The nursing home was already getting extra inspections because of its poor record of care. Inspections in 2008 and 2009 found that certified nursing assistants didn’t have enough time per patient to meet state standards. In November, the home also paid a fine for a water-temperature violation that investigators said could have led to an accident for a resident.

As Philadelphia nursing home abuse lawyers, we are surprised the police finished their investigation before the state started its own. If antibiotics are the culprit, it should be fairly easy to determine whether any of the residents who tested positive were taking such a drug. If that’s not the case, state investigators — and residents’ families — should look carefully for evidence of wrongdoing at the home. Alzheimer’s patients can be difficult, and at some homes, this has led to misuse of sedative and antipsychotic drugs to control behavior. Opiates can have sedative effects, but they can also cause patients’ breathing to slow and stop, putting their lives in danger. It also causes withdrawal when patients quit abruptly. Any evidence that opiates were misused at the home should cause swift and permanent changes to protect residents.
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As Philadelphia nursing home negligence attorneys, we were disappointed to see that nursing homes across the state are experiencing and expecting financial trouble because of the recession. The Lebanon Daily News reported Jan. 22 that nursing homes in the region are laying off staff members, cutting patient services or even closing. The problem is driven by the bad economy, which has resulted in cuts to Medicare and cuts or lack of growth on the state level. The issue is particularly important because 90% of Pennsylvania’s nursing home patients are part of the Medicaid system.

According to one advocate for the elderly and disabled, Medicaid and Medicare are chronically underfunded in Pennsylvania to begin with. The funding cuts will make this worse, he said, as would the Medicare cuts included in the federal health care bill, if they pass. Homes shouldn’t have trouble providing basic services, but he said they might end up cutting recreation and other quality-of-life services. Local homes told the newspaper that they were renegotiating contracts and looking for ways to cut costs without letting go of staff.

Our Pennsylvania nursing home abuse lawyers hope that’s true. Adequate staffing levels, and low staff turnover, are an essential part of making sure nursing homes are safe and healthy places. When staff members are overworked, skilled nurses are absent or employee churn is high, details and even basic care are more likely to be overlooked. This can lead to serious cases of neglect or abuse at nursing homes, sometimes with tragic results.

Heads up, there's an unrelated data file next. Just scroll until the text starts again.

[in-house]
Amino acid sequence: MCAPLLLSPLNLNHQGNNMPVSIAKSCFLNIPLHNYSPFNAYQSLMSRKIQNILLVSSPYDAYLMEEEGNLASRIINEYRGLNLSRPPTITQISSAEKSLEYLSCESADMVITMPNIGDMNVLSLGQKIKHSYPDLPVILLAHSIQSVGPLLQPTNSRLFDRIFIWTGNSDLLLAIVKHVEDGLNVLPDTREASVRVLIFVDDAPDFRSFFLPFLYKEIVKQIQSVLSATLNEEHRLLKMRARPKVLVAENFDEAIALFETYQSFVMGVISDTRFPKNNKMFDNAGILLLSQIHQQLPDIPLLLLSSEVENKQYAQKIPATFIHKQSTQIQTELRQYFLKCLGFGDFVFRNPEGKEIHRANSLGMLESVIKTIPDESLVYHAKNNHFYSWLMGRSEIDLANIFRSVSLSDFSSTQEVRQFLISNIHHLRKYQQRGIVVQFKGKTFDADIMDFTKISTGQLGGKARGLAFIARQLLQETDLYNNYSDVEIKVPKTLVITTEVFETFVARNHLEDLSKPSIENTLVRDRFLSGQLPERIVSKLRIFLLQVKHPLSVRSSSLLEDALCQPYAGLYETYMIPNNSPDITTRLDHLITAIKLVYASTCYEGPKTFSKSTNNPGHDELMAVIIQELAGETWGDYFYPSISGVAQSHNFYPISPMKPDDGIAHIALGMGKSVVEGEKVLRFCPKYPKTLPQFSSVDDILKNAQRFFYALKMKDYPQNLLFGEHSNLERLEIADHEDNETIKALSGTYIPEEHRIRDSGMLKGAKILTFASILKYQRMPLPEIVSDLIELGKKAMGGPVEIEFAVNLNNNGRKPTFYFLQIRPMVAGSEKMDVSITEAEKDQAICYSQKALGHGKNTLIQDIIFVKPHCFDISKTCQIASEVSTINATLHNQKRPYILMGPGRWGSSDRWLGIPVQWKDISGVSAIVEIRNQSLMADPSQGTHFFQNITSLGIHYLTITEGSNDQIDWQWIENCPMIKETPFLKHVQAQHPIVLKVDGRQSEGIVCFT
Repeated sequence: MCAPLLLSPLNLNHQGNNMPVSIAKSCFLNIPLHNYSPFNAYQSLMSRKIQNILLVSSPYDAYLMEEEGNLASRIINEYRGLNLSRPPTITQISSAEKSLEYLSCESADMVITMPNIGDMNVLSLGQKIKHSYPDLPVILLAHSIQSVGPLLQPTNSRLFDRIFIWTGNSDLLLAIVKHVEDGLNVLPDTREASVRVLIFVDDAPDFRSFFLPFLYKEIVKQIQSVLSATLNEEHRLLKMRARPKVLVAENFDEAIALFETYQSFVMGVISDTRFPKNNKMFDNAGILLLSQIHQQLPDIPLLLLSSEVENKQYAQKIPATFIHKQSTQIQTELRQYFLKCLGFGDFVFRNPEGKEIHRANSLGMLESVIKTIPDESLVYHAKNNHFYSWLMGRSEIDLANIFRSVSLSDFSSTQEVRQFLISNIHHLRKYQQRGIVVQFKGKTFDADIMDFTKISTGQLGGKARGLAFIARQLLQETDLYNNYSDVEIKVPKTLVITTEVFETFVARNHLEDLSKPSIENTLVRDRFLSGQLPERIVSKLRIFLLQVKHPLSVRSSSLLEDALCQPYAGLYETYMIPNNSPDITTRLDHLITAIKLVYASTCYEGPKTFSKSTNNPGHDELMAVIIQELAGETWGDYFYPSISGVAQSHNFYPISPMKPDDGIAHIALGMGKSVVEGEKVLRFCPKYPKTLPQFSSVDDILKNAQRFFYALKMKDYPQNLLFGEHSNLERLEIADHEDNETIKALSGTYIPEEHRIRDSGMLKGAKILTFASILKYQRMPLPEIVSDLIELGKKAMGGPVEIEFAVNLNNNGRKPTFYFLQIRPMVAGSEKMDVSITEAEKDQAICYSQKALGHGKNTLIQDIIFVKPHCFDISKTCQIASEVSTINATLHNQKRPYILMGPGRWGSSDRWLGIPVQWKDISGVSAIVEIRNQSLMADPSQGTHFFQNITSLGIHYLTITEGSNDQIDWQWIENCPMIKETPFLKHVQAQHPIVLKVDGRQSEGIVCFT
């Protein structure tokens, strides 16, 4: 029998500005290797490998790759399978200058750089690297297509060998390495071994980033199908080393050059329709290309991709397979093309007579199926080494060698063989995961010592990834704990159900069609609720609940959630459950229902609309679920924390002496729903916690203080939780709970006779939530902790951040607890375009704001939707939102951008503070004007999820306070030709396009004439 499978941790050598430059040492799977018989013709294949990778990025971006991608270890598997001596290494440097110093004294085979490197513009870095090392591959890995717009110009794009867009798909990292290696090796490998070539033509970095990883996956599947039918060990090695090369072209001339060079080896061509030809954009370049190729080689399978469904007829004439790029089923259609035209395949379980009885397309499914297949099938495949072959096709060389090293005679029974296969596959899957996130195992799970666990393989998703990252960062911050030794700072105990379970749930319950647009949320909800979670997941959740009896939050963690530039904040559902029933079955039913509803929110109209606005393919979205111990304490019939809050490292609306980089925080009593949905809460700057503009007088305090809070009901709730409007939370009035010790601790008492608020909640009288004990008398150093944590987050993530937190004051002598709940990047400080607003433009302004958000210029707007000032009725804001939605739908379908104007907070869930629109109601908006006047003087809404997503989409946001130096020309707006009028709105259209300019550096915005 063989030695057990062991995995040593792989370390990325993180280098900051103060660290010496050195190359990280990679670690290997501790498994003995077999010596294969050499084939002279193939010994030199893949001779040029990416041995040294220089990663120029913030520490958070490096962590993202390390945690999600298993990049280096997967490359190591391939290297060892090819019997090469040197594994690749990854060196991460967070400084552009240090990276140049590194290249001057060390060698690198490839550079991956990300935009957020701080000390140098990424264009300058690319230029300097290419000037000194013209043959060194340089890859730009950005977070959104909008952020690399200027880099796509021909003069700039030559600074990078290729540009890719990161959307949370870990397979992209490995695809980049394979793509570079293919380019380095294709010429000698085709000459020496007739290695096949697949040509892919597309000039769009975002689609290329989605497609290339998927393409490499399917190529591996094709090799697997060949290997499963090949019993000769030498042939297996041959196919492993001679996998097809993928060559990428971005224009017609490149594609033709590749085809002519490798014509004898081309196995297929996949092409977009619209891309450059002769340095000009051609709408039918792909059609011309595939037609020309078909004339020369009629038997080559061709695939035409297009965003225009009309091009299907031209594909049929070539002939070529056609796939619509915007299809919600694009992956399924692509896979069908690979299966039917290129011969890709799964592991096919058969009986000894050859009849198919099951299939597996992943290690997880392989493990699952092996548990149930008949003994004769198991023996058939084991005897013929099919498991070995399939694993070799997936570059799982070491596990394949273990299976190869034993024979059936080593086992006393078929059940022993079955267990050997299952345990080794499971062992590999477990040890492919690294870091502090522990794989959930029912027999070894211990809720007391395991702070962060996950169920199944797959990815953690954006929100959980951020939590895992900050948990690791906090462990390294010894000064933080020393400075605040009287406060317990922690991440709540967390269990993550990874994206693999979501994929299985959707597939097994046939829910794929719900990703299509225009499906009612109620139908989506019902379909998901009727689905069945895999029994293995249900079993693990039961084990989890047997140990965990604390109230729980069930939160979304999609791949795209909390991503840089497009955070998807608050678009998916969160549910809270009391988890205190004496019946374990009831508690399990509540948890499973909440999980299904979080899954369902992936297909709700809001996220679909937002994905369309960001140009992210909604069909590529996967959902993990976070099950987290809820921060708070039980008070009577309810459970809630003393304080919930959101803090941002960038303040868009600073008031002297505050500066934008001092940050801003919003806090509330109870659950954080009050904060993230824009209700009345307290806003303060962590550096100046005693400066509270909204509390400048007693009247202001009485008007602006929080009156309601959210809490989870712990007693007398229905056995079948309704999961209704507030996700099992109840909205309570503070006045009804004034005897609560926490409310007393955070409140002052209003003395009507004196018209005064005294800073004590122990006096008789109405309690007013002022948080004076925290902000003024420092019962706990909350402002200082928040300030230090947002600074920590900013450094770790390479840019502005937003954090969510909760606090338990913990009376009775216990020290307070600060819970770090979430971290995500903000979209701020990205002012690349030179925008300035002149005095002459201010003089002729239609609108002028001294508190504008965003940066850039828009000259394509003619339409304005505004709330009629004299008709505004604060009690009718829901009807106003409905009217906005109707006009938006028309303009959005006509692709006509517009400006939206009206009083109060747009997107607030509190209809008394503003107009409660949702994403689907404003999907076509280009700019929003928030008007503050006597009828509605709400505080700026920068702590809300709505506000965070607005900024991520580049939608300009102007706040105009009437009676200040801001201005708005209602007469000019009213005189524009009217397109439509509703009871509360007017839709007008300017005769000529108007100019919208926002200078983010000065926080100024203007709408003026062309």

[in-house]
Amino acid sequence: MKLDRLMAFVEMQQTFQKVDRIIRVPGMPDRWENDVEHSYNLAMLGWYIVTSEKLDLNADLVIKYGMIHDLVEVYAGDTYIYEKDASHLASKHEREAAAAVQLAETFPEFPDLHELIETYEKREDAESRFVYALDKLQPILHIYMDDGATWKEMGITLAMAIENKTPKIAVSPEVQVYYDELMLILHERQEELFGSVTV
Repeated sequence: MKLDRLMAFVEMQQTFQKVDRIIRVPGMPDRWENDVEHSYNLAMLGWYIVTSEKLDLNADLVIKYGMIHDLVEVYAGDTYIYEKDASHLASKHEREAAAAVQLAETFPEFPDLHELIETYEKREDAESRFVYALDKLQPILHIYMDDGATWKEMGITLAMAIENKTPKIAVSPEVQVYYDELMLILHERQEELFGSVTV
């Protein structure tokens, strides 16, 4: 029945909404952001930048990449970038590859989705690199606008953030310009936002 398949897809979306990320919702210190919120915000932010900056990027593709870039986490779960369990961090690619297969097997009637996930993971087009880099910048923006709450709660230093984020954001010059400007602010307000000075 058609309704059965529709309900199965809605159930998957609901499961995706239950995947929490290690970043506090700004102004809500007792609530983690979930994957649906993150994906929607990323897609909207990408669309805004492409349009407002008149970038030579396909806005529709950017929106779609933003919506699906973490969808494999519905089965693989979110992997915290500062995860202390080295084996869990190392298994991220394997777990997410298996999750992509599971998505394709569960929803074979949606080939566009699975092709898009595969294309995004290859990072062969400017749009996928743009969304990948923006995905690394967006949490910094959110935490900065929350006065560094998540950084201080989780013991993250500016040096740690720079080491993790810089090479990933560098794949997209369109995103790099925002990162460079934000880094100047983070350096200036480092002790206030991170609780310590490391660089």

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Our Pennsylvania nursing home negligence lawyers were disturbed to see a recent report suggesting some nursing homes have intentionally over-medicated their patients. The New York Times reported Jan. 15 that federal regulators have sued Johnson & Johnson for paying illegal kickbacks to a nursing home pharmaceutical distributor named Omnicare. The complaint in Boston federal court said Johnson & Johnson paid Omnicare to buy its products. Those products included prescription drugs like the powerful antipsychotic Risperdal, which is frequently used off-label to control behavior in patients with dementia. The Justice Department accused Johnson & Johnson of committing Medicaid fraud by inflating the number of prescriptions it paid.

Omnicare is a “middleman” that manages insurance issues, processes payments and distributes medications. The government alleges that it took illegal payments from Johnson & Johnson from 1999 to 2004. Among other things, the lawsuit says the drug maker paid for information previously distributed for free, and paid rebates every quarter based on Omnicare’s success at switching patients to its drugs from competitors’ drugs. These rebates are legal, but only if Medicaid gets the same discount as other large purchasers. The lawsuit says Johnson & Johnson tried to disguise its rebates to Omnicare in quarterly reports to the government.

As Philadelphia nursing home abuse attorneys, we wonder how many other companies may be guilty of similar behavior. Kickbacks are particularly dangerous in nursing homes because they encourage nursing homes to over-prescribe medicines. Some of these medicines may be appropriate, but they can also carry serious side effects. In fact, we wrote here last week about problems with the atypical antipsychotic Risperdal, which carries an FDA warning that it may increase the risk of death in elderly patients with dementia.